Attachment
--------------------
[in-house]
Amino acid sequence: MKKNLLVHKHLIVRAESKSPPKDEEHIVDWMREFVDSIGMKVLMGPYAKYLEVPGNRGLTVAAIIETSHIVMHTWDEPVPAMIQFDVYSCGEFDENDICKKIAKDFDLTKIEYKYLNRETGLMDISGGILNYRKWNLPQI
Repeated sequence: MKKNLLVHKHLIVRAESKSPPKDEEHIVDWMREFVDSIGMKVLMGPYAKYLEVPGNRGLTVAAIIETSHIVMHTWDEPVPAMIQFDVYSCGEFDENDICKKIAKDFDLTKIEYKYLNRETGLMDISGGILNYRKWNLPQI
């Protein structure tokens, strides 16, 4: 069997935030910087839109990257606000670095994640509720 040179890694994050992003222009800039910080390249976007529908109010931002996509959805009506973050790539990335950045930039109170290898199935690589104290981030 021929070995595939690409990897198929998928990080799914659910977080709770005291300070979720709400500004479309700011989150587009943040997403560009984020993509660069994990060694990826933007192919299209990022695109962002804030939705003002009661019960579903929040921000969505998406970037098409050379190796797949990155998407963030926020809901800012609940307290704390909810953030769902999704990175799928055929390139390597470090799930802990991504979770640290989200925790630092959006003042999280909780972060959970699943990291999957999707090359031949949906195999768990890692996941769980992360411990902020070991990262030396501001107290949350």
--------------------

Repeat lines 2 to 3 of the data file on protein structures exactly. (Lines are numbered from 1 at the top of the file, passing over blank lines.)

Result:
Amino acid sequence: MKKNLLVHKHLIVRAESKSPPKDEEHIVDWMREFVDSIGMKVLMGPYAKYLEVPGNRGLTVAAIIETSHIVMHTWDEPVPAMIQFDVYSCGEFDENDICKKIAKDFDLTKIEYKYLNRETGLMDISGGILNYRKWNLPQI
Repeated sequence: MKKNLLVHKHLIVRAESKSPPKDEEHIVDWMREFVDSIGMKVLMGPYAKYLEVPGNRGLTVAAIIETSHIVMHTWDEPVPAMIQFDVYSCGEFDENDICKKIAKDFDLTKIEYKYLNRETGLMDISGGILNYRKWNLPQI